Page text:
Michelle again mentions folklore: fascinating word, and apt! Folklore is the stuff we tell each other, the stories that move through and fix themselves in the collective consciousness organically. Folklore reinforces community. If journalists hop online from the mainstream media but still turn to their same old Rolodex of sources, they may be failing to engage the community.
Online citizen journalism works differently. If it works within Michelle's folklore paradigm (and perhaps I overtag it as a paradigm -- what do you think?), our form of journalism finds its stories in what people are talking about before the media get to them. We tell our version of those stories, and then leave the door open for others to add to and remake those stories and tell their own stories on top of it all. That's the interactive community-building folklore that can happen online.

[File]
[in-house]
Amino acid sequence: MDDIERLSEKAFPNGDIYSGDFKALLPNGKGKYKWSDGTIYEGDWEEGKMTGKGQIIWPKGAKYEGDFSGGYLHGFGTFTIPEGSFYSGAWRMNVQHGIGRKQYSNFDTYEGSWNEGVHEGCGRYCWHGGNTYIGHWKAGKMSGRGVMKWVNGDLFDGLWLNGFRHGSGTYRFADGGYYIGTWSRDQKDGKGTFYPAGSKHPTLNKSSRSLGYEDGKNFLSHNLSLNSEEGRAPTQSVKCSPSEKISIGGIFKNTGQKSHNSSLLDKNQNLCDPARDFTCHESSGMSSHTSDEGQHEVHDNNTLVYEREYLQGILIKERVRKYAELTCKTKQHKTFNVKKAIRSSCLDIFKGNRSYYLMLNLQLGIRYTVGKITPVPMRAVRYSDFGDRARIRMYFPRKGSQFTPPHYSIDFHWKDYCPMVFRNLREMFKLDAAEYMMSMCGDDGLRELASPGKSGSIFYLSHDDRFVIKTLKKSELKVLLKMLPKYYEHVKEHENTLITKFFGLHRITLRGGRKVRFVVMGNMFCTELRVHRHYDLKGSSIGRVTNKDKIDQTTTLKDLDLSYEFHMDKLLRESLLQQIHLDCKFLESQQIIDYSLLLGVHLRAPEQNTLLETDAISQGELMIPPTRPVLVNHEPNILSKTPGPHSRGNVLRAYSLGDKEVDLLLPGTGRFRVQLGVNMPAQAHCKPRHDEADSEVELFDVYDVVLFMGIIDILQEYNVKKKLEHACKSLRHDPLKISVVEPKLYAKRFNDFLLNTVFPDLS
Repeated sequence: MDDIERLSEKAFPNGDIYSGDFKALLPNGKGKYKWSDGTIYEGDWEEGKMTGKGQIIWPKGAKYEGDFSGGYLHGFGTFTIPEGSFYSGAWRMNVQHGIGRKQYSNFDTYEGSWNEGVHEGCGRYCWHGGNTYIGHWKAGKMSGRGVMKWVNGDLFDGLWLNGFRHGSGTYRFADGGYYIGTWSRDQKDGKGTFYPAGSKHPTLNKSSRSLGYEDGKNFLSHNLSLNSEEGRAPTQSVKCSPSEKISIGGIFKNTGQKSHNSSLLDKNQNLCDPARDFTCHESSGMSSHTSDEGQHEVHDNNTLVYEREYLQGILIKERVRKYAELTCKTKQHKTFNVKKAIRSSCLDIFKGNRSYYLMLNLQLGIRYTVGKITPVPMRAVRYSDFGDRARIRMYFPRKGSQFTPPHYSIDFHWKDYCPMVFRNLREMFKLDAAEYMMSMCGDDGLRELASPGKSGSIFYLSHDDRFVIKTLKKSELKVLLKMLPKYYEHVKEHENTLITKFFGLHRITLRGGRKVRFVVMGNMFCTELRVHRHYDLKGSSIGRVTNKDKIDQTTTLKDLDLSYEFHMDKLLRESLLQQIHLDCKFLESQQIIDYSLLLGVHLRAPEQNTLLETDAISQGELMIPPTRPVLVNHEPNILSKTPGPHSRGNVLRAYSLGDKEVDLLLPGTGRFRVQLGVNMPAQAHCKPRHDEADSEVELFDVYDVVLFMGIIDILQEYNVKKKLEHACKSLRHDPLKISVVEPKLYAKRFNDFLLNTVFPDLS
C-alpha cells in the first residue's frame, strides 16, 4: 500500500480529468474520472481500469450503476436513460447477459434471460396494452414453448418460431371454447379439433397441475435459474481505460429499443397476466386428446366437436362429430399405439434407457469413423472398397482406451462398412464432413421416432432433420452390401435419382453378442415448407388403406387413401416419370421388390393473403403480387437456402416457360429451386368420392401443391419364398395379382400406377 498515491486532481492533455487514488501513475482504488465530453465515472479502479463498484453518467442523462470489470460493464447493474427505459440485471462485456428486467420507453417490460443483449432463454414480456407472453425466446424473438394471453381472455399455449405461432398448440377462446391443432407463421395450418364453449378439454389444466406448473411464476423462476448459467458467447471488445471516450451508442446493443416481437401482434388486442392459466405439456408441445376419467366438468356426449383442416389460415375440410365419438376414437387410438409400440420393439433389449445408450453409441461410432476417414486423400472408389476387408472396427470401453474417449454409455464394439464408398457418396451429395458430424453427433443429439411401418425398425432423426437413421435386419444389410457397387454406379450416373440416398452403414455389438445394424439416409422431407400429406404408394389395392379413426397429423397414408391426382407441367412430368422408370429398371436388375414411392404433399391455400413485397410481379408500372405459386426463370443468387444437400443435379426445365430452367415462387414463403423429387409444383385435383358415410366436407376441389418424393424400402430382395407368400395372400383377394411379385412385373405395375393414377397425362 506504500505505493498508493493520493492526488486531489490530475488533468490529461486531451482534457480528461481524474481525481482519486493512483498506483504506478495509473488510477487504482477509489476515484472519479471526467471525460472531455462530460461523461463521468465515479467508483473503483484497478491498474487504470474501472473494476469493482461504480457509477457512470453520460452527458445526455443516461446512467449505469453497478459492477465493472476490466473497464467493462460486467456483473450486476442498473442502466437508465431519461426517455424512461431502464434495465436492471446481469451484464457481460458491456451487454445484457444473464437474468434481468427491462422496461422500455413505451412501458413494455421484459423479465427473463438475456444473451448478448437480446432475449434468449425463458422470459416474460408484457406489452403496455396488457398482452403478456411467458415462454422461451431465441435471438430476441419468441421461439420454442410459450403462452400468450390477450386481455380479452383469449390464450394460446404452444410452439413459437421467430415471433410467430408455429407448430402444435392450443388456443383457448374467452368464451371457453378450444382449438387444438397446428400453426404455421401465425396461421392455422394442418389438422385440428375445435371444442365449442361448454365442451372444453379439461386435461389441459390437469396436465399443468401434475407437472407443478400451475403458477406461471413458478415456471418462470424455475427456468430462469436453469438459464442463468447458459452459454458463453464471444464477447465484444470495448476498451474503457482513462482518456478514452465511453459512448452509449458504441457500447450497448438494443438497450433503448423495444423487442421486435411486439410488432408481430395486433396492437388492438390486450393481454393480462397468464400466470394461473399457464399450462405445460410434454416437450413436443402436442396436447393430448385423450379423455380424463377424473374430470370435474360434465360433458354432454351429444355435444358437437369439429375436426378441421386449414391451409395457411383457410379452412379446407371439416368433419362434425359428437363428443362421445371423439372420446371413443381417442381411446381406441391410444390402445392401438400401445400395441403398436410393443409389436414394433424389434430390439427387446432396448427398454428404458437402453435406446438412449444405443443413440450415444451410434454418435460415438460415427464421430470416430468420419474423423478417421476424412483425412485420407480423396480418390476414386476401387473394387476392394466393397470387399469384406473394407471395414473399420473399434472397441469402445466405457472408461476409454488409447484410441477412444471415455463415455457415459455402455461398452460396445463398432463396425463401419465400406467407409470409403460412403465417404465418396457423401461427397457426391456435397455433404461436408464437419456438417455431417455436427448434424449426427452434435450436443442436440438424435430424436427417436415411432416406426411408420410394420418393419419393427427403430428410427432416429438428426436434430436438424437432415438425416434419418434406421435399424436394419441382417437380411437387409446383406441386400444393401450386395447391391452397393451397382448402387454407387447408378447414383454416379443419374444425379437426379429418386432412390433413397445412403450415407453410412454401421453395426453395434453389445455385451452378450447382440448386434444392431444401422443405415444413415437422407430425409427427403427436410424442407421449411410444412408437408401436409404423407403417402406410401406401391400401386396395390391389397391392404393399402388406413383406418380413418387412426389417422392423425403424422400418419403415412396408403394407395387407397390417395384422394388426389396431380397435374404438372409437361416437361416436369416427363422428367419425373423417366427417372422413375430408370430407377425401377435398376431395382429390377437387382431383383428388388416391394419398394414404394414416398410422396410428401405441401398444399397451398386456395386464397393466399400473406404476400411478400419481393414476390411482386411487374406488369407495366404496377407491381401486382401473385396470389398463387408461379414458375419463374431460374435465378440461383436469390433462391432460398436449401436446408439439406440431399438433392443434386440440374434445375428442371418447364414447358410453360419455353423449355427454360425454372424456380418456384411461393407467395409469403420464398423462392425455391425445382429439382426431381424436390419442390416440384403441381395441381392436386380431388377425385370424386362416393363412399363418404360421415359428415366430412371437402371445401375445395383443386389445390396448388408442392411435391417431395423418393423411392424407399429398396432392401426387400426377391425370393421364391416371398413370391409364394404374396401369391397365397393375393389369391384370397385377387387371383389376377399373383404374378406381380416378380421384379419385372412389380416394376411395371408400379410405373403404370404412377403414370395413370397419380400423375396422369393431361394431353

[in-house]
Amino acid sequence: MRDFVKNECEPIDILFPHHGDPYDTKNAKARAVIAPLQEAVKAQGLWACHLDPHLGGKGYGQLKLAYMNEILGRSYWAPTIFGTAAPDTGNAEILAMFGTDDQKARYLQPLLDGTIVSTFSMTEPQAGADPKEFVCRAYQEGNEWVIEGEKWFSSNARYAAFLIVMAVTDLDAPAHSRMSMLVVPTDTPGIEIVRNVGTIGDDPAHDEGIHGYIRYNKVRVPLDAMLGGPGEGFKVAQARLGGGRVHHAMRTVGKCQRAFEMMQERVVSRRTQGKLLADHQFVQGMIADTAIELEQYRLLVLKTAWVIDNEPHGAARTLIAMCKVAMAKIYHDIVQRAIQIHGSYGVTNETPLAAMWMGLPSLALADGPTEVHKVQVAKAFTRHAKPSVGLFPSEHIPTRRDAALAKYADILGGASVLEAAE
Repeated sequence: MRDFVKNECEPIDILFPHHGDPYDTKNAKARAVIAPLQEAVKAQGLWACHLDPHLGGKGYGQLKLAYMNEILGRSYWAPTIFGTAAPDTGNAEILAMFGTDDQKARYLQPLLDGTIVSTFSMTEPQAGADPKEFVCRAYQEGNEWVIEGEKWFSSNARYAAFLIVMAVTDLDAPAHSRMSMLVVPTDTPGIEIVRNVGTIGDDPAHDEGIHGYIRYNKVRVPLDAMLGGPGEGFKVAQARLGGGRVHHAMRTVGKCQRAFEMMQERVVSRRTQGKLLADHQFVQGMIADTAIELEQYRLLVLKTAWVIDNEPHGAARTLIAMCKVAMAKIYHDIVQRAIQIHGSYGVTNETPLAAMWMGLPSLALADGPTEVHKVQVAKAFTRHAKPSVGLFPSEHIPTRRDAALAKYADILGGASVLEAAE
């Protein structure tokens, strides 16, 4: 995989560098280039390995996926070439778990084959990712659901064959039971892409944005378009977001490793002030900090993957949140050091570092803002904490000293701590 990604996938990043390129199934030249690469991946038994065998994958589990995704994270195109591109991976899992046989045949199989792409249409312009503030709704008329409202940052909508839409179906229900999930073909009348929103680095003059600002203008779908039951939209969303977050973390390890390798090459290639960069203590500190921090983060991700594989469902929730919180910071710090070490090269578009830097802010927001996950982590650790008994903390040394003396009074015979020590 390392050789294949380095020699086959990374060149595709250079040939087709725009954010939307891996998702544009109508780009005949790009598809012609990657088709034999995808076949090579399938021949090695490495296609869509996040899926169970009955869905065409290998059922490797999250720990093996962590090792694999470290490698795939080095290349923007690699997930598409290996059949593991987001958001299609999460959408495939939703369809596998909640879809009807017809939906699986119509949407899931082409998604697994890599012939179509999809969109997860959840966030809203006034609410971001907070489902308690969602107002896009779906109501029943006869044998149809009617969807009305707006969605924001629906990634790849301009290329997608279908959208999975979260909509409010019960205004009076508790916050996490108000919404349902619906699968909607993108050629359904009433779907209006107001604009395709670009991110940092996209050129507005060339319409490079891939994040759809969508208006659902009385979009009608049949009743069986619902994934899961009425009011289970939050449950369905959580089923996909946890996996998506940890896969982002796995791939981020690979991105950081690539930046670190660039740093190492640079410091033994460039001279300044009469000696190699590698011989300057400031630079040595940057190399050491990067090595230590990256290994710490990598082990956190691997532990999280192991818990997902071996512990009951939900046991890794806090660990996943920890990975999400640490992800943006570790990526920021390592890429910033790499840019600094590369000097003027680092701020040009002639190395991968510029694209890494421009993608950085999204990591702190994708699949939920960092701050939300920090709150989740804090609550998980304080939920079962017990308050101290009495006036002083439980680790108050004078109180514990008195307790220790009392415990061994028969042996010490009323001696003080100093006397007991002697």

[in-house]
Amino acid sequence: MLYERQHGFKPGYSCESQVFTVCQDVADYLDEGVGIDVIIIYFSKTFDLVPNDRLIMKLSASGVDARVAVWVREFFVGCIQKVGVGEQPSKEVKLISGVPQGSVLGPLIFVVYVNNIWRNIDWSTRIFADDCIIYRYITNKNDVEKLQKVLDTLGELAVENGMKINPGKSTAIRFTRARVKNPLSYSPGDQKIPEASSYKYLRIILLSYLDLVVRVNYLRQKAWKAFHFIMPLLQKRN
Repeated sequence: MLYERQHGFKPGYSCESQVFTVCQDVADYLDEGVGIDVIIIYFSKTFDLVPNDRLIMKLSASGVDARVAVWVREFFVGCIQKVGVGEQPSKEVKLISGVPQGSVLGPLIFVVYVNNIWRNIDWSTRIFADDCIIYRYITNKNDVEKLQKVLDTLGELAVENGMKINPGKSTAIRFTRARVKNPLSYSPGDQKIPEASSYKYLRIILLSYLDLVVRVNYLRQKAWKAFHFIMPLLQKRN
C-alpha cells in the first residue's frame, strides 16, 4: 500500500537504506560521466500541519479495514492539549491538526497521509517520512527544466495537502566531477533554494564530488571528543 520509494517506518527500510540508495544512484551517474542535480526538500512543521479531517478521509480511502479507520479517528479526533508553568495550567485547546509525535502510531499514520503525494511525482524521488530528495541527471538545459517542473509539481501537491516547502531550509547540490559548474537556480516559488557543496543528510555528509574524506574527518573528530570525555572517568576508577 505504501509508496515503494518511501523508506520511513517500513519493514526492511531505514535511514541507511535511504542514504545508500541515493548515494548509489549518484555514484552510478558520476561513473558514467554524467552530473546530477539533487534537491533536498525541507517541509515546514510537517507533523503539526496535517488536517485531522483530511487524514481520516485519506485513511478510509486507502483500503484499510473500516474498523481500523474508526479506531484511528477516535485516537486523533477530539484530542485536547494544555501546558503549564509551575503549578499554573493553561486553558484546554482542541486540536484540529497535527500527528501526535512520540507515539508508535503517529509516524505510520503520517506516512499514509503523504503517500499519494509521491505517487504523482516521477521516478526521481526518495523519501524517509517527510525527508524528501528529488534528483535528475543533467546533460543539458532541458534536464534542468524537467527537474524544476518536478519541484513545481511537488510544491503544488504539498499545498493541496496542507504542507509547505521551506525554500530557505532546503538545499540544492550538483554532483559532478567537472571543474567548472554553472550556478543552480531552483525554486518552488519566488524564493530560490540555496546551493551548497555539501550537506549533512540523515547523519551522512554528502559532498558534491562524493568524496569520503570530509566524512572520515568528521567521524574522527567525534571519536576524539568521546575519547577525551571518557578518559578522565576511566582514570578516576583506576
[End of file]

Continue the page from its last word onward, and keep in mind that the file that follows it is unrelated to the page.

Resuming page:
Now maybe my kind of blogging fits here too. At the Kiwanis meeting in Madison right before the conference, Charlie Stoneback said that my blog puts big stories in a local perspective that no one else gives. Who else talks about the farm bill or the presidential race or the cyclone in Burma in terms of Madison, South Dakota? Well, we do. My blog does. Folklore is about local events and mores, but it also reaches out to the stories of the larger world to put them in our own terms. Folklore isn't just local tales. It is the stories we tell to make sense of our world, the whole world.